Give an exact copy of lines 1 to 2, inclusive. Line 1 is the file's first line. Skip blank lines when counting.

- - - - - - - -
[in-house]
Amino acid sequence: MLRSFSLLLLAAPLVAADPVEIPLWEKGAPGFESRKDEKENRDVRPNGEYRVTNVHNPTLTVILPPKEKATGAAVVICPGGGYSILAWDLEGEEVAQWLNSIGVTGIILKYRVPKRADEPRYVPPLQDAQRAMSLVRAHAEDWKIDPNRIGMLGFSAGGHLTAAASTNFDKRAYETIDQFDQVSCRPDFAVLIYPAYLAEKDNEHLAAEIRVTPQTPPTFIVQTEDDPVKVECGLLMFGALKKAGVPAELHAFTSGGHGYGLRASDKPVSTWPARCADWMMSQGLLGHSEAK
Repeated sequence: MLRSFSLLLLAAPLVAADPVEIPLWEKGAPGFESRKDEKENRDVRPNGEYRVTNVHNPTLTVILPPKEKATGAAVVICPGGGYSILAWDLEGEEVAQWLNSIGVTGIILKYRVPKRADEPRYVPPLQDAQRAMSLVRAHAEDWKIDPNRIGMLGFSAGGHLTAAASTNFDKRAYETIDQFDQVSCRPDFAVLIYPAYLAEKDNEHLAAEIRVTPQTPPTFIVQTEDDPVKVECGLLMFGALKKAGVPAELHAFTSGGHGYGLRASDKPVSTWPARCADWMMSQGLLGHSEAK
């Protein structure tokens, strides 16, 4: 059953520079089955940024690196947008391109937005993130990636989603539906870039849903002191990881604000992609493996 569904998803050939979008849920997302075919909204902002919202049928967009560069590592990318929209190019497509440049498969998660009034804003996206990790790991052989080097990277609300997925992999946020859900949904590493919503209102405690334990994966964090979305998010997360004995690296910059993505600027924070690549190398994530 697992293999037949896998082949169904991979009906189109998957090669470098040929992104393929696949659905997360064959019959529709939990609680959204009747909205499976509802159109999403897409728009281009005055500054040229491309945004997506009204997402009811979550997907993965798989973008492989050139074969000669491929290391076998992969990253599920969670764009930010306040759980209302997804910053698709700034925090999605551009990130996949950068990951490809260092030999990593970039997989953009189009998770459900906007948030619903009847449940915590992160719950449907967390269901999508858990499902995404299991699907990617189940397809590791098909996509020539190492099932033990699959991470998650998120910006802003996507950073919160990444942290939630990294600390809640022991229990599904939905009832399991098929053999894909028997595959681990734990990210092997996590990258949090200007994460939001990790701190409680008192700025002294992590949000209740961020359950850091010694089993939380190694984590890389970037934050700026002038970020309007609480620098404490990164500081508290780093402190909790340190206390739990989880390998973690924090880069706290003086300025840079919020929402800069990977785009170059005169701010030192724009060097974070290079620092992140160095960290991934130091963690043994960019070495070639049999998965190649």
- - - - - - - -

[in-house]
Amino acid sequence: MLRSFSLLLLAAPLVAADPVEIPLWEKGAPGFESRKDEKENRDVRPNGEYRVTNVHNPTLTVILPPKEKATGAAVVICPGGGYSILAWDLEGEEVAQWLNSIGVTGIILKYRVPKRADEPRYVPPLQDAQRAMSLVRAHAEDWKIDPNRIGMLGFSAGGHLTAAASTNFDKRAYETIDQFDQVSCRPDFAVLIYPAYLAEKDNEHLAAEIRVTPQTPPTFIVQTEDDPVKVECGLLMFGALKKAGVPAELHAFTSGGHGYGLRASDKPVSTWPARCADWMMSQGLLGHSEAK